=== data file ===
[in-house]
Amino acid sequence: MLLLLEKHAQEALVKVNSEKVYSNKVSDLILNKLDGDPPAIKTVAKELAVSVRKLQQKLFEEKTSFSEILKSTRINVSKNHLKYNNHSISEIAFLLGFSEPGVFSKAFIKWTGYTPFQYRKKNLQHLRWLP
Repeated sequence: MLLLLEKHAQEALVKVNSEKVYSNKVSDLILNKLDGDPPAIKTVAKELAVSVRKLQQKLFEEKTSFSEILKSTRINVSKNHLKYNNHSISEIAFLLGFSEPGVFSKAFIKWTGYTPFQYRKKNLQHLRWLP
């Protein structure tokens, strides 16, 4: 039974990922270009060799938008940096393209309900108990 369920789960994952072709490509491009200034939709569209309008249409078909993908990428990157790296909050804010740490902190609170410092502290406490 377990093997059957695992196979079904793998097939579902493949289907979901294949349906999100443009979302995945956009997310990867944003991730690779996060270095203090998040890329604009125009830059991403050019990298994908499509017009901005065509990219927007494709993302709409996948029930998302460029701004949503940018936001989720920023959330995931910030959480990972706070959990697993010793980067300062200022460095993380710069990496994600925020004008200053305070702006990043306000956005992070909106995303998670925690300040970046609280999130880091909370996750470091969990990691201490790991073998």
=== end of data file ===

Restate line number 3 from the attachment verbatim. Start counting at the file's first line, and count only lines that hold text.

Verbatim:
Repeated sequence: MLLLLEKHAQEALVKVNSEKVYSNKVSDLILNKLDGDPPAIKTVAKELAVSVRKLQQKLFEEKTSFSEILKSTRINVSKNHLKYNNHSISEIAFLLGFSEPGVFSKAFIKWTGYTPFQYRKKNLQHLRWLP